The Chuck Olsen Co. in Visalia, CA, has a diverse citrus program consisting of shipping deals with several growers, according to Vice President Jeff Olsen.
“We are running lemons right now out of District Three [the southern desert],” he said Oct. 18. “We will have lemons out of there probably through March, and then District 1 [coastal area] fruit that will take us into the summer. Right now quality is excellent out of the desert. It is one of the best years in years as far as overall quality is concerned.”
Movement on thelemons is OK, he said. “But at this point there is a fair amount of fruit on the market,” including Mexican lemons, “a little bit of District 2 [Central Valley] cleaning up,” and “a little bit of Chilean still lingering around as well.” As a result, markets were a little “soft,” but he was hopeful that it would improve within a couple of weeks as buyers from Australia step in and export demand begins to increase.
“As far as Navels are concerned, this warmer weather has helped bring up a little bit of sugar,” Mr. Olsen said. It should, therefore, “eat a little better than we normally see at the beginning of the Navel deal.” Color has been a problem, but with nighttime temperatures expected to get down into the 30s soon, “color should really start to come on.” He expected to start shipping Navels in early November.
The Olsen Co. expected to start Minneolas around the first or second week of December. “We will have some Murcotts around the first part of December as well,” Mr. Olsen said.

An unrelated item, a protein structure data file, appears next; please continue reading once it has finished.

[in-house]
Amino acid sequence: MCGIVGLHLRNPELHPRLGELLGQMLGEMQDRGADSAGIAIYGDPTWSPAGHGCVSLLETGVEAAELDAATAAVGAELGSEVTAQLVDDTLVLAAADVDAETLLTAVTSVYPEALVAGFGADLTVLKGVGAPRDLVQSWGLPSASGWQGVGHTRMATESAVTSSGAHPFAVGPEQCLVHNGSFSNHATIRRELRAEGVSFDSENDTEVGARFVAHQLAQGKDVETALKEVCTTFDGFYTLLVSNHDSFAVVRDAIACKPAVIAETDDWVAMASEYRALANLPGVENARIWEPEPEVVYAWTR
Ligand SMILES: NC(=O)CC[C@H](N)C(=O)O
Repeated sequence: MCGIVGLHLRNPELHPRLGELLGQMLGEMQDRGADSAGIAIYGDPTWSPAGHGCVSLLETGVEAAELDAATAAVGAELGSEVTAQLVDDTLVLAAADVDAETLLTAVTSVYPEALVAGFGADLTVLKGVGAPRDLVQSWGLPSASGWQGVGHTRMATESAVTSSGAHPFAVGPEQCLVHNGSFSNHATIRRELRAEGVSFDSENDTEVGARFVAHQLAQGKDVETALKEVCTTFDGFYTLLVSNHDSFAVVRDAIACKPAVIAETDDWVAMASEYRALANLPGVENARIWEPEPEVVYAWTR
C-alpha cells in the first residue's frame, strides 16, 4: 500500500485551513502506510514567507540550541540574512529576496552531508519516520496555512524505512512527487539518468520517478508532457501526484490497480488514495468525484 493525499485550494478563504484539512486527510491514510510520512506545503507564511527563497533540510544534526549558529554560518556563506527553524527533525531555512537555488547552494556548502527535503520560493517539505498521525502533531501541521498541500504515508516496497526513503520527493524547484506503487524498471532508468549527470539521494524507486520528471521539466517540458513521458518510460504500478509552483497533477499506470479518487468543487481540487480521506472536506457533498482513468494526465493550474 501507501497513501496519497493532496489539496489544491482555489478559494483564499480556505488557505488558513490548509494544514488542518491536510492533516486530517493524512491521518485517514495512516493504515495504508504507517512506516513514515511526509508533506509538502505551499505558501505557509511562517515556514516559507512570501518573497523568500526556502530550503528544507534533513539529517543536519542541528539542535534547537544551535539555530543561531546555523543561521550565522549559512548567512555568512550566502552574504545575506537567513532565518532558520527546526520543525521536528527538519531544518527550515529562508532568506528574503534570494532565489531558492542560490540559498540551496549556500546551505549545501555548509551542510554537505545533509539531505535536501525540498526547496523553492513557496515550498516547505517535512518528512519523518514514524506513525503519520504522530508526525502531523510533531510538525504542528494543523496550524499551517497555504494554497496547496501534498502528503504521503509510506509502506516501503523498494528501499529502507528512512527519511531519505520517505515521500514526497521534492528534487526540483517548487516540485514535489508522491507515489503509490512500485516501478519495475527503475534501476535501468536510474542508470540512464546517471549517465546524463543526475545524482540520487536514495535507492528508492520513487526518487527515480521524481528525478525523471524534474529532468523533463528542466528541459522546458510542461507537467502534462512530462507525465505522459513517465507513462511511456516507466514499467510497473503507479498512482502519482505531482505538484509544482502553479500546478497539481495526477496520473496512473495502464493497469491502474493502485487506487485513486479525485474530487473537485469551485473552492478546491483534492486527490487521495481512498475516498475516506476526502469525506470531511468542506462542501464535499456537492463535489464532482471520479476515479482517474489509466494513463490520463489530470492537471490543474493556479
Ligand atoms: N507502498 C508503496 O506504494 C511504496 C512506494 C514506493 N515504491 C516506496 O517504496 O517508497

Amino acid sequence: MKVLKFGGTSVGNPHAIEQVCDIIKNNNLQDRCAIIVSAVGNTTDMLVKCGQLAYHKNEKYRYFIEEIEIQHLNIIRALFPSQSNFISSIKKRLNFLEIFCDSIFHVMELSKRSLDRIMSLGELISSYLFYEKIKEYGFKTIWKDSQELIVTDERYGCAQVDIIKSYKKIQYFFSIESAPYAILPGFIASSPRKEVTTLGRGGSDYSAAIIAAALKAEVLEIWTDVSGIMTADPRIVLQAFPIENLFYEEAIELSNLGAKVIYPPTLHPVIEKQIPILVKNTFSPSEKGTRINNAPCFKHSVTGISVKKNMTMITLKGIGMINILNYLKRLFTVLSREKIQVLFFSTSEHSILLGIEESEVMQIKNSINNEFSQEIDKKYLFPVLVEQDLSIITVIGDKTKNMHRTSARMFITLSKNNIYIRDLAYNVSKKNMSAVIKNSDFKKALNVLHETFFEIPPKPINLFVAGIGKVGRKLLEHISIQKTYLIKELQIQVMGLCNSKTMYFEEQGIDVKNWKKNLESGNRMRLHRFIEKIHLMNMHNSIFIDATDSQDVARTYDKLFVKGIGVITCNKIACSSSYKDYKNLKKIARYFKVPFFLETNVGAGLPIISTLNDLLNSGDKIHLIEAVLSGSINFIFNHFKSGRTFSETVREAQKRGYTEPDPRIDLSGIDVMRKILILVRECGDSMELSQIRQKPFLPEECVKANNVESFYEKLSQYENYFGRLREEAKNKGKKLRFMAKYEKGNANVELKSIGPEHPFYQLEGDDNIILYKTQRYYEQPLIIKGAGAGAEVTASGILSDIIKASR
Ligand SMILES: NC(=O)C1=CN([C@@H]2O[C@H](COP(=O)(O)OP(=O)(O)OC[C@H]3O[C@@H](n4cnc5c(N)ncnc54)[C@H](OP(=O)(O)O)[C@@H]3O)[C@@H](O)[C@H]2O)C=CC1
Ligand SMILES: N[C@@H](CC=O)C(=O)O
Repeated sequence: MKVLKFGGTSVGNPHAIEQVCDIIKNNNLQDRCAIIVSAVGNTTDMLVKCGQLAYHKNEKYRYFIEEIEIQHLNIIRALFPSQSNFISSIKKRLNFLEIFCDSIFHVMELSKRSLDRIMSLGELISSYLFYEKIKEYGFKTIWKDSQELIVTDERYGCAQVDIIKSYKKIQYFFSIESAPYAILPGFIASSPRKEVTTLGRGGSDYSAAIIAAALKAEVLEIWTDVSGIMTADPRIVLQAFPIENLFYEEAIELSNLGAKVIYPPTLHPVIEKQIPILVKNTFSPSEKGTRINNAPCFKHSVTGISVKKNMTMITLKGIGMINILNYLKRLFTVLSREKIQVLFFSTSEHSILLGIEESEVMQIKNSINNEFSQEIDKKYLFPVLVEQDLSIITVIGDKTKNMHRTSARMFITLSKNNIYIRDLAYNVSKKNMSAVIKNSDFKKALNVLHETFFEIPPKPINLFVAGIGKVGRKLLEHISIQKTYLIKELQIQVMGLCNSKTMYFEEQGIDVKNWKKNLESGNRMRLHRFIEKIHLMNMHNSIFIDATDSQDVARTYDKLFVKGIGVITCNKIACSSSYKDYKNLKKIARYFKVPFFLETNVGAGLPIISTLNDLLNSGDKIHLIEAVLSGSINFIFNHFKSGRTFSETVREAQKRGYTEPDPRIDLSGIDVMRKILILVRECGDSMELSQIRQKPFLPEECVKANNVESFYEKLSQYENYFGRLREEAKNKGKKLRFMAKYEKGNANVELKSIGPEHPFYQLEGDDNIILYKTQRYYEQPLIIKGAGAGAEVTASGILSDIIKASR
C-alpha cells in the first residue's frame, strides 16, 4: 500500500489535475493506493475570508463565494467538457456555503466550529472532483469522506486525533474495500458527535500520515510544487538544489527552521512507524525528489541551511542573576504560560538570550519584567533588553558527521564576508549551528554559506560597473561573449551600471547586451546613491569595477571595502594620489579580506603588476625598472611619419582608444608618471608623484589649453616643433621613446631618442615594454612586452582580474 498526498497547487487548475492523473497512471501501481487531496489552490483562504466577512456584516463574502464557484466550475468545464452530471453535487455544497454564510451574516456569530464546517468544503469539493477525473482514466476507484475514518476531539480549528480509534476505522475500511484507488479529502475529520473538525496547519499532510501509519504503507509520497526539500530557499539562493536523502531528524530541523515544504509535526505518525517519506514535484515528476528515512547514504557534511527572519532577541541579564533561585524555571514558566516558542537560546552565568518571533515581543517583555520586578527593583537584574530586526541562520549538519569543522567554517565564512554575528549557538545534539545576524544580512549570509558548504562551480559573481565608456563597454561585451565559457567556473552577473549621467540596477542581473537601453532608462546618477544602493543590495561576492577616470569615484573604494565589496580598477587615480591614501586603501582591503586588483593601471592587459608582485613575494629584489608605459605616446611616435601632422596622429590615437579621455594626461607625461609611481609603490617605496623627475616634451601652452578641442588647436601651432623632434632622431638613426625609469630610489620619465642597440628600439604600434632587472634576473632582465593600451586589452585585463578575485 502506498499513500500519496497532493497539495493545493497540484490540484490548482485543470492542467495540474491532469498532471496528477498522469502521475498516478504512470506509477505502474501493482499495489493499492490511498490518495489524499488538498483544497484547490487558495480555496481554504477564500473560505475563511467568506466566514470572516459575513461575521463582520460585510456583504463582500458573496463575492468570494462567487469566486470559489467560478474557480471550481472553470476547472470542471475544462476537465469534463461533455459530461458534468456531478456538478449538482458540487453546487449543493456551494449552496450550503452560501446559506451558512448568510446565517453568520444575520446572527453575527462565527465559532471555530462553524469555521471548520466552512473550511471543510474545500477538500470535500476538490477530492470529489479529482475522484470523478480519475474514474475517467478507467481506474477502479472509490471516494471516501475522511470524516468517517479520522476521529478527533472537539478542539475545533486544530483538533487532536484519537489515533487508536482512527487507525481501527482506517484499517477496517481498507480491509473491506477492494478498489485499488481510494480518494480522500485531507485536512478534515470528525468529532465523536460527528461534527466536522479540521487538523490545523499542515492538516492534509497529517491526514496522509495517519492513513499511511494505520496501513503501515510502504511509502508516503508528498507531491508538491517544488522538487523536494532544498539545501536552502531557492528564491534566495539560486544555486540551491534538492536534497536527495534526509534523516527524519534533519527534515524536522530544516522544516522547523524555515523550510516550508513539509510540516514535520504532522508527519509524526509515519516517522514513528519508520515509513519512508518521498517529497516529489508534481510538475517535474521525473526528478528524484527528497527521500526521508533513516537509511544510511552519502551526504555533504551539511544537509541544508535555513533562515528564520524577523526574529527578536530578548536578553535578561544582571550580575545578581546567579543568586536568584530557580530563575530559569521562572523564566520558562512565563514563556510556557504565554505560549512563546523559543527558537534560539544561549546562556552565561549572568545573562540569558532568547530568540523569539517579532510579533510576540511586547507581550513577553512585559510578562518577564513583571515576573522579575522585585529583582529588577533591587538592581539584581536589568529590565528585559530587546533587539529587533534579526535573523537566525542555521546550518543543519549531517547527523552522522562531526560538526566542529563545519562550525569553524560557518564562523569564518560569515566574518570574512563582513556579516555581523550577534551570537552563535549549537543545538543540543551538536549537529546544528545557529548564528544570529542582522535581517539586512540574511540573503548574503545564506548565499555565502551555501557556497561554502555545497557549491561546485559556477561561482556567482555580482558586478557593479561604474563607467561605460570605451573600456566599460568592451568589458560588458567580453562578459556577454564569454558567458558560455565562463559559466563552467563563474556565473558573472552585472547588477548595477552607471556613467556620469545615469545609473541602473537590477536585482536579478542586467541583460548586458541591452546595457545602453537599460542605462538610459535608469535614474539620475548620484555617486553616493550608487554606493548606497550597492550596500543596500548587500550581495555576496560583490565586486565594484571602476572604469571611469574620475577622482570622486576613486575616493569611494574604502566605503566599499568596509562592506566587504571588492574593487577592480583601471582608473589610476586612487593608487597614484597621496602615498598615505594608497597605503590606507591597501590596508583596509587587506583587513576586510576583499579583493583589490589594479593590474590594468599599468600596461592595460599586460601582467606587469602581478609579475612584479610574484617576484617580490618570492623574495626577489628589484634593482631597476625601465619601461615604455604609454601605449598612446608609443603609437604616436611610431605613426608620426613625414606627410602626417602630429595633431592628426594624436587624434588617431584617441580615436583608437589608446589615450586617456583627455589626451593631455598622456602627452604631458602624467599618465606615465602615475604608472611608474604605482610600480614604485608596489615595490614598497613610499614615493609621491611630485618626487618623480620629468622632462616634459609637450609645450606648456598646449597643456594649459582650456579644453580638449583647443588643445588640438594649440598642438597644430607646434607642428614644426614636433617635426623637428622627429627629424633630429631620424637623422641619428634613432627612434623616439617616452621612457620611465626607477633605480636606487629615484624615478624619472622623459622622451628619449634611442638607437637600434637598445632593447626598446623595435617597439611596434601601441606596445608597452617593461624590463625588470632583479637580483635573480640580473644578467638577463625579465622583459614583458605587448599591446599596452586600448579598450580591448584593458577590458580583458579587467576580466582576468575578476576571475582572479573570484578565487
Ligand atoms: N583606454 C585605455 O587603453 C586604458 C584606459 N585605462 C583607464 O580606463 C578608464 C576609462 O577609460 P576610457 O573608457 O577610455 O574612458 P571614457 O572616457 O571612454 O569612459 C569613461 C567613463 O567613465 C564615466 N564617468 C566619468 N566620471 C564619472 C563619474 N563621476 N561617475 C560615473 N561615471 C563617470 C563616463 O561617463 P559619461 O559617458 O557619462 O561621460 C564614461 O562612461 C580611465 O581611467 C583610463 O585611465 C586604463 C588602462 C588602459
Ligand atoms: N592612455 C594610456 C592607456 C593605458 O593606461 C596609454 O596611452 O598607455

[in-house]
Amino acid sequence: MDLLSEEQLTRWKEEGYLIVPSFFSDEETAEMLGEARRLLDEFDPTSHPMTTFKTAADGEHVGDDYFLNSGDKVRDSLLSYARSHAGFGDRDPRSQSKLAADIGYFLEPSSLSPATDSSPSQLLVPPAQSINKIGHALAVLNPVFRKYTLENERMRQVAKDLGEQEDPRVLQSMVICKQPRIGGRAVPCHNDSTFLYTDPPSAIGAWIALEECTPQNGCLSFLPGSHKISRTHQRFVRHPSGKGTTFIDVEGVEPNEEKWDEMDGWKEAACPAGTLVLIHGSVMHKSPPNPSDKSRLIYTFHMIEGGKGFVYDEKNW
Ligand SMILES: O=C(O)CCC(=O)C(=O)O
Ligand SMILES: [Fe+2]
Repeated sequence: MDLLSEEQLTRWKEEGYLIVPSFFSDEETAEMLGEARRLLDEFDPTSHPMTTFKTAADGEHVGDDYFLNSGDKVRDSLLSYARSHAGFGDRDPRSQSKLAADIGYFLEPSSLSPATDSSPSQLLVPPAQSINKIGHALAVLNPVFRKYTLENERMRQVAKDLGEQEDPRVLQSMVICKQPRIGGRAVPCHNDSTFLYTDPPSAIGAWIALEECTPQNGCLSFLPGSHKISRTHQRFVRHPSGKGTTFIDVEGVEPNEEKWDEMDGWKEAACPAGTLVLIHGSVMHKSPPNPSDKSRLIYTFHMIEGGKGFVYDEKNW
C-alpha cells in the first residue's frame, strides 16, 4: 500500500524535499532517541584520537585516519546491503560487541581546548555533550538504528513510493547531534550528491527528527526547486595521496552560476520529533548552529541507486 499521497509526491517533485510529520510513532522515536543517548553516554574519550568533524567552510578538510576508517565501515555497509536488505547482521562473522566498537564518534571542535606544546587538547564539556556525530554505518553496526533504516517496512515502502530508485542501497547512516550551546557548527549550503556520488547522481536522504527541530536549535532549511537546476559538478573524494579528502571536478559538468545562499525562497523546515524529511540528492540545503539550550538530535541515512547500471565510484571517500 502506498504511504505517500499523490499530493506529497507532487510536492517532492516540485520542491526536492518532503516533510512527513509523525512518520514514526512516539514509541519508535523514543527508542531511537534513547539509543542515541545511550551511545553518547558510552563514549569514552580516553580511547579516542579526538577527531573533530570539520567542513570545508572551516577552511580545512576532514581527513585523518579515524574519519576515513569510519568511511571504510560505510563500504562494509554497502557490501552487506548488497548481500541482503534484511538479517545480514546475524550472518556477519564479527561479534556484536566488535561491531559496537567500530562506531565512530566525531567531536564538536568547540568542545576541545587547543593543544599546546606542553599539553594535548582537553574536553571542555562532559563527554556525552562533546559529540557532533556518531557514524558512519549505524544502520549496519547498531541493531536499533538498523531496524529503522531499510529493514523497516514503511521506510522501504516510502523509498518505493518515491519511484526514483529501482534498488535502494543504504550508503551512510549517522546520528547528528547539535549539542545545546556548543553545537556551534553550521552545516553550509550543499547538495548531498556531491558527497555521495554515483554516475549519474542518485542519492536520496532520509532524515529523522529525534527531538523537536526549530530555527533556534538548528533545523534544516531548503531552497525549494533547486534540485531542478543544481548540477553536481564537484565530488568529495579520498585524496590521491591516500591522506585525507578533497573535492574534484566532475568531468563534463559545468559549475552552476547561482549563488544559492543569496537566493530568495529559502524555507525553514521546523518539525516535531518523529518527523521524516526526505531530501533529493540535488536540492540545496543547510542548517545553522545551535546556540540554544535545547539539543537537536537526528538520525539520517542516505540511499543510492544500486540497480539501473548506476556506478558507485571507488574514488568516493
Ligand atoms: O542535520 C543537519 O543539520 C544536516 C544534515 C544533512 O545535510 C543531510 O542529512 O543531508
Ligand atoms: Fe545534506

“We will probably do a little bit of grapefruit in mid-November through mid-December and then take a break from that,” he said.
In citrus, the Chuck Olsen Co. sells the DiMare deal out of Indio, CA, which runs from around the end of September through February and possibly into March, Mr. Olsen told The Produce News in a previous interview in August. This will be the second season that Olsen has been exclusive sales agent for the DiMare Co. Indio. It will consist principally of lemons, grapefruit, Minneolas, Murcotts and Tango tangerines.
“The overall crop down there this year looks to be a normal size, where last year we were probably 40 to 50 percent off on volume,” he said. Quality “looks very good down there.”
The company’s total volume for the DiMare citrus deal is expected to be around 800,000 boxes, “so it is a decent number in a short period of time,” Mr. Olsen said.
“The DiMare facility in Indio is where we will be doing a lot of cross-docking and consolidating through the winter months to help facilitate trucks that are going down to Yuma to load vegetables,” Mr. Olsen said in the Oct. 18 interview. “That facility is right off of I-10, so it should make for a pretty easy in-and-out” for trucks heading down the I-10. “They don’t have to come up north here” to load.
The Olsen Co. picked up some additional acreage on lemons and Minneolas this year, which will give the company about a 15 percent increase, he said. Also, “we have a pretty large Navel crop. We should have plenty of fruit to get through the winter.”
Labels include “Stage Coach” and “Top Stock,” which are Chuck Olsen Co. labels, as well as “DiMare,” “Grenada” and “Desert Palms.”